Evaluation of management alternatives in the san acacia reach based on high resolution modeling
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Evaluation of Management Alternatives in the San Acacia Reach Based on High-Resolution Modeling. Robert Bowman and Laura Wilcox, Department of Earth and Environmental Science New Mexico Tech Nabil Shafike New Mexico Interstate Stream Commission. Acknowledgements. Collaborators

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Evaluation of Management Alternatives in the San Acacia Reach Based on High-Resolution Modeling

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Evaluation of management alternatives in the san acacia reach based on high resolution modeling

Evaluation of Management Alternatives in theSan Acacia ReachBased on High-Resolution Modeling

Robert Bowman and Laura Wilcox,

Department of Earth and Environmental Science

New Mexico Tech

Nabil Shafike

New Mexico Interstate Stream Commission


Acknowledgements

Acknowledgements

  • Collaborators

    • SS Papadopulos & Associates

  • Funding Agencies

    • NM Interstate Stream Commission

    • US Army Corps of Engineers


Motivation for understanding better balance of competing demands

Motivation for Understanding: Better Balance of Competing Demands

  • Agriculture

  • Municipal/Industrial

  • Environmental

  • Interstate

    compacts


The san acacia reach critical for rio grande compact compliance

The San Acacia Reach: Critical for Rio Grande Compact Compliance


Relevant issues

Relevant Issues

  • Water consumption by riparian vegetation

  • Removal of exotic vegetation

  • Environmental effects of drying of the river

  • Potential engineering alternatives


Evaluation of management alternatives in the san acacia reach based on high resolution modeling

Demands On Water Resources


Evaluation of management alternatives in the san acacia reach based on high resolution modeling

Elephant Butte Dam

Study Area

Aerial view of San Acacia Diversion Dam, looking southwest

Low Flow

Conveyance Channel

San Acacia DiversionDam

Socorro Main Canal

Aerial view of Elephant Butte Reservoir and Dam, looking northeast


Evaluation of management alternatives in the san acacia reach based on high resolution modeling

transpiration

precipitation

evaporation

Well pumping

irrigation

River flow

LFCC gain

Groundwater

rechargeand

discharge

Groundwater

rechargeand

discharge

CONCEPTUAL MODEL OF WATER DYNAMICS

Rio Grande

drain

LFCC

East

West


Approach to determining surface water groundwater interactions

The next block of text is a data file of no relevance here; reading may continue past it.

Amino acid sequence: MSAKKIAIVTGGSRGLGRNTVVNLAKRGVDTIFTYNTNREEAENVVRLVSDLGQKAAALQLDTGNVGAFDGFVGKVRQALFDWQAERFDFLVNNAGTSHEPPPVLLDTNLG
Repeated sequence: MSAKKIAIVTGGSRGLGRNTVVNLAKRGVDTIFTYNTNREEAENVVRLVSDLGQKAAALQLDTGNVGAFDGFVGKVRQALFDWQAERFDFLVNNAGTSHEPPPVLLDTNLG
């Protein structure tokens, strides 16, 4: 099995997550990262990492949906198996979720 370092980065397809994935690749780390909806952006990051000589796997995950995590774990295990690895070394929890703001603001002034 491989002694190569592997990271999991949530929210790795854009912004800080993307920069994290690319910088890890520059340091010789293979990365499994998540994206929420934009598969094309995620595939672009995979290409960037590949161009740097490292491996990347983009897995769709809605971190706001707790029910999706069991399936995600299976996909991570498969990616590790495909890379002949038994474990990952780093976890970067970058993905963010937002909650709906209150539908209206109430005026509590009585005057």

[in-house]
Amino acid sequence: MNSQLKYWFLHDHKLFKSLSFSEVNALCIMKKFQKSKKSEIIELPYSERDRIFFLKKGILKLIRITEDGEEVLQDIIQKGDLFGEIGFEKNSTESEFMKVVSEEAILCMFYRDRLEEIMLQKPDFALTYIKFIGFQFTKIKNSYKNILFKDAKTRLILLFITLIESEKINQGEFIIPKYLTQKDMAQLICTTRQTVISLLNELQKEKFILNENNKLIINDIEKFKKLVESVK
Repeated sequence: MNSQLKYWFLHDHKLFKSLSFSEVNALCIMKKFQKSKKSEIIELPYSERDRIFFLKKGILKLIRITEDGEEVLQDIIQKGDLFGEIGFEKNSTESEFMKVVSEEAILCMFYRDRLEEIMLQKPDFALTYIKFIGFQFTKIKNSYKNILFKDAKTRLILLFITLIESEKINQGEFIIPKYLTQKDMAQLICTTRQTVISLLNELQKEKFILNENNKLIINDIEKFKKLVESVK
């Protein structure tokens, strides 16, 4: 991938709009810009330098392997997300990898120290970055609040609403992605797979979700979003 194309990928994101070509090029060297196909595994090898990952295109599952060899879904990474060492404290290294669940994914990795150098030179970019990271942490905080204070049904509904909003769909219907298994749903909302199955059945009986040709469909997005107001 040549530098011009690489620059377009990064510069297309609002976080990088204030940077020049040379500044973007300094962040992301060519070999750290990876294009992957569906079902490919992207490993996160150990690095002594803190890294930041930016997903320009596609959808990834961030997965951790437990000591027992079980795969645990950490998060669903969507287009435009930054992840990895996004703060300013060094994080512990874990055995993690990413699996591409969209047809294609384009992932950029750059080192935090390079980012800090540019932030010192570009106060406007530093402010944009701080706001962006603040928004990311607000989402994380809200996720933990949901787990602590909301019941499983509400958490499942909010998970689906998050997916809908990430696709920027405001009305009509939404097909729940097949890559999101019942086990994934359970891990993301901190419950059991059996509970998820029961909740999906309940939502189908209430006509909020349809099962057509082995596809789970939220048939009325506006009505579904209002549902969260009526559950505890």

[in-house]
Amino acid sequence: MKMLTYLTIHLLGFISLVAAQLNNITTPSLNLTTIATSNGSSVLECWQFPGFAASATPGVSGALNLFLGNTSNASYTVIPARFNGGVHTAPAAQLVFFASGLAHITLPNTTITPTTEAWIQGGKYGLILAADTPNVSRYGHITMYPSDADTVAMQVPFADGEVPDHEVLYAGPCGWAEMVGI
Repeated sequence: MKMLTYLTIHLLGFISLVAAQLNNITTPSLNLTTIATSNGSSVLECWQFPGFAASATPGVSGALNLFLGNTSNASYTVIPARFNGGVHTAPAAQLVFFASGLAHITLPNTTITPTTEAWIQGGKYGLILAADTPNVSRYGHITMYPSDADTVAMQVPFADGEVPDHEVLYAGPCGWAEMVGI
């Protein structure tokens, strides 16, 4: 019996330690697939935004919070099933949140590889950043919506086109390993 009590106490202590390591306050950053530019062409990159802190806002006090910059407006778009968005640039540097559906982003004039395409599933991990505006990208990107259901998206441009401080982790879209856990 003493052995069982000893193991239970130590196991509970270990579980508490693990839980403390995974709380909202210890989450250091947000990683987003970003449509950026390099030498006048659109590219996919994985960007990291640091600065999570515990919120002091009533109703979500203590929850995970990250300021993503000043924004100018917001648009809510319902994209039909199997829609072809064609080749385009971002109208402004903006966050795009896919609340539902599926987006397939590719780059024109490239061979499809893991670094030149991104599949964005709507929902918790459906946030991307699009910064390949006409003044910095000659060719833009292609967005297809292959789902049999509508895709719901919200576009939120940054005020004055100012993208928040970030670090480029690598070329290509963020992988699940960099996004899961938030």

Approach to Determining Surface Water/Groundwater Interactions

  • Water dynamics

  • Water chemistry

  • Hydrologic modeling


Water dynamics

Water Dynamics

  • Determine connectivity between surface water bodies

  • Determine groundwater response to changing river stage

  • Evaluate temporal changes


Monitoring network

Monitoring Network

  • 7 transects over ~50 miles

  • ~175 monitoring wells

  • 25 surface-water-level gauges

  • ~70 transducers taking hourly water level readings


Monitoring transect cross section

Rio Grande

Socorro Main Canal

LFCC

Monitoring Transect Cross Section


Evaluation of management alternatives in the san acacia reach based on high resolution modeling

Groundwater Levels Rise in Winter

SRD

LFCC

Rio Grande

Rio Grande

Groundwater Wells

LFCC


Evaluation of management alternatives in the san acacia reach based on high resolution modeling

Groundwater Levels Rise in Winter

LFCC

Rio Grande

Rio Grande

Groundwater Wells

LFCC


Evaluation of management alternatives in the san acacia reach based on high resolution modeling

Groundwater Responds to ET


Evaluation of management alternatives in the san acacia reach based on high resolution modeling

Groundwater Responds to Flooding


Hydrological modeling

Hydrological Modeling

  • Integrate current understanding of GW/SW interactions

  • Evaluate operations of the river and the LFCC

  • Evaluate impact of groundwater levels on riparian ET

  • Investigate management alternatives


Key data collected

Key Data Collected

Geologic Data

  • Stratigraphy (color, grain size, hydraulic conductivity)

    Aquifer Data

  • Hydraulic conductivities (aquifer testing)

  • Water-elevation time series


Evaluation of management alternatives in the san acacia reach based on high resolution modeling

400 ft

Legend

20 ft

Fine to Coarse Sand,

Coarse Sand

No Sample

Clay, Sandy Clay

East

Rio Grande

West

Sand and Gravel, Gravel

Silt, Silt & Fine Sand

4560

LFCC

Clayey Gravel

HWY-W06

Fine Sand

HWY-E02

HWY-W07

HWY-W04

HWY-E01

Santa Fe Group Bedrock

HWY-E03

Fine to Medium Sand,

Medium Sand

HWY-W02

HWY-W03

Water Surface

4540

Layer 1

Layer 2

4520

Valley

alluvium

4500

Layer 3

4480

Santa Fe

Formation

4460

Stratigraphy


Evaluation of management alternatives in the san acacia reach based on high resolution modeling

Aquifer Testing


Evaluation of management alternatives in the san acacia reach based on high resolution modeling

Legend

Well 0-20 feet

Well 40-50 feet

Well 80-90 feet

Staff gage

Extraction well

LFCC

Rio Grande

Low-permeability zone

Aquifer Test Instrumentation

0.5 miles north of Highway 380 in San Antonio

10

07

09

Socorro Riverside Drain

LFCC

Rio Grande


Evaluation of management alternatives in the san acacia reach based on high resolution modeling

Legend

Well 0-20 feet

Well 40-50 feet

Well 80-90 feet

LFCC

Rio Grande

Low-permeability zone

Time-drawdown of nested well W07A,B,C

r of W07 = 15 feet


Evaluation of management alternatives in the san acacia reach based on high resolution modeling

Telescopic model

-smaller domain

-refined grid

-constant head from regional model

Regional model - ISC

AREA OF INTEREST FOR HIGH-RESOLUTION MODELING

N

Magdalena Mountains

San Acacia

60

Socorro

San Antonio

I-25

San Marcial

380

Rio Grande


Evaluation of management alternatives in the san acacia reach based on high resolution modeling

River water losses in this reach are extreme